Rhythm of Life

Artist Ravhi Songirkaar says his paintings create a new world through lines and spots,and a viewer has to make his own story out of what he sees

Written by Rushil Dutta | Published:August 27, 2013 5:17 am

An art director with an advertisement firm,Ravhi Songirkaar is not new to visual arts. Having done several group and solo shows over the last four years,Songirkaar — who is now exhibiting his works at an exhibition titled “Natural Rhythms” in the city — says his inspiration comes from the regular events of life. “These events may occur in nature,or in cities or in the countryside. I can’t help but notice a rhythm in life,” he says.

The works he has put on display in Pune have been rendered in three mediums: abstract art in charcoal and oil,realist city scapes in oil and water colours,and landscapes in oil. His theme permeates through all mediums and manifests itself realistically with subjects and imagery.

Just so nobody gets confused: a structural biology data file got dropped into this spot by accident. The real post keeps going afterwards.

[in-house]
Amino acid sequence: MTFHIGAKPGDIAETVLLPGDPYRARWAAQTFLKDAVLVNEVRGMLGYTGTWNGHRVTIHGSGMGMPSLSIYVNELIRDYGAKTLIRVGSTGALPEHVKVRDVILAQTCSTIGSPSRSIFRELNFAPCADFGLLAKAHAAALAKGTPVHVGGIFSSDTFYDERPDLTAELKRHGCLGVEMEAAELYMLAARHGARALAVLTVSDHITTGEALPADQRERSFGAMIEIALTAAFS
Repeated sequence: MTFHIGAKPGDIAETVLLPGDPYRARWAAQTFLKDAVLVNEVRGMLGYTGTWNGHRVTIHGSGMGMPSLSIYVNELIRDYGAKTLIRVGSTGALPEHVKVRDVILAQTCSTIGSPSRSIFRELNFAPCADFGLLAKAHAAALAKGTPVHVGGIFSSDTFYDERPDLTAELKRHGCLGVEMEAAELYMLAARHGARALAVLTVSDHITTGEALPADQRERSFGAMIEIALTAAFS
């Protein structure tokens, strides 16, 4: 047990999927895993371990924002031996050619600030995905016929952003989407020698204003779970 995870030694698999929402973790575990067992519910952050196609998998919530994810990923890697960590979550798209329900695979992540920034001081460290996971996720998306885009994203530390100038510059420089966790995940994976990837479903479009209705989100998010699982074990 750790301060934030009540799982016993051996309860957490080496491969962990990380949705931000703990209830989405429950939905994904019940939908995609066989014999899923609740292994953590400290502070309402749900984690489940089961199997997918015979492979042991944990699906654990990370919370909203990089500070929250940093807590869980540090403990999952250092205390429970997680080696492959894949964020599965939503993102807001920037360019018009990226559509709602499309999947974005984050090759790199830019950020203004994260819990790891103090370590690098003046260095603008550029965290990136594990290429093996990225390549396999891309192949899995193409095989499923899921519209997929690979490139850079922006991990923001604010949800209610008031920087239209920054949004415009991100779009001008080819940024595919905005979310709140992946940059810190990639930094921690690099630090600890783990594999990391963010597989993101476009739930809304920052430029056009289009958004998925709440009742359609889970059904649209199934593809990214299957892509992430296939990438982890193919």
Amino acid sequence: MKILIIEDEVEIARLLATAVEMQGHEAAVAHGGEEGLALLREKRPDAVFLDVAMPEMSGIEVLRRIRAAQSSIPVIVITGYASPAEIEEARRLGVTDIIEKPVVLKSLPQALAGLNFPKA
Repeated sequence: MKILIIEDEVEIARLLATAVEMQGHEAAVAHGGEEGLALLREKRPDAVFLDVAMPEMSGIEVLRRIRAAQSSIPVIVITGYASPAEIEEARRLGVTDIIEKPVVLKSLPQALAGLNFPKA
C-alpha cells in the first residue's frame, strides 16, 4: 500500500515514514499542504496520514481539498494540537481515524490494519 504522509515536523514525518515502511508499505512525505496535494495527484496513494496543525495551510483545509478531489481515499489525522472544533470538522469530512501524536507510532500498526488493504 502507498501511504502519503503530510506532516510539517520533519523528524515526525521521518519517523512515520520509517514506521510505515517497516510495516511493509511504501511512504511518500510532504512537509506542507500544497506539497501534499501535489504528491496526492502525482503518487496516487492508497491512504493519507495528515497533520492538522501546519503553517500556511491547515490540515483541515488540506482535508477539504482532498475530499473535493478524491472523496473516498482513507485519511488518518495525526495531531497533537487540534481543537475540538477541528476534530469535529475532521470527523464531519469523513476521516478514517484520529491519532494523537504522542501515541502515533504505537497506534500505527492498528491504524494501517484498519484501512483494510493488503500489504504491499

“Elements like lines in the surroundings — be it wires running overhead or tree trunks — inspire and fascinate me. I pick up these ubiquitous motifs and incorporate my mood into it to produce my works,” says Songirkaar. The definition of form in these paintings is common. “One might wonder how my theme can inspire abstract artwork,which I have rendered with charcoal and highlighted with oil paints,” says the artist.

Going to illustrate this with an example,he says,“If one is out there amid nature and looking at its wonders closely,one can easily notice tall grass swaying with the wind,which creates a wave on its surface. That is an outstanding example of the ‘rhythm’ I’m talking about. I might choose to represent this phenomenon realistically or using abstract imagery and symbolism. Similarly,there are intricate patterns formed by tree branches,which result in such abstract patterns.”

Songirkaar also adds that his subjects are “unique”. “Most artists prefer drawing still subject. In the case of my paintings,I have deliberately used moving and fluid subjects to emphasise on my theme,” he says. He adds,“These moving subjects are very hard to capture on canvas. The best example of this would be a woman riding a two-wheeler on a busy street. There is so much movement. There is an added challenge in painting such subjects.”

The exhibition is on display at Bliss Art Gallery till September 14

For all the latest Cities News, download Indian Express App

    Express Adda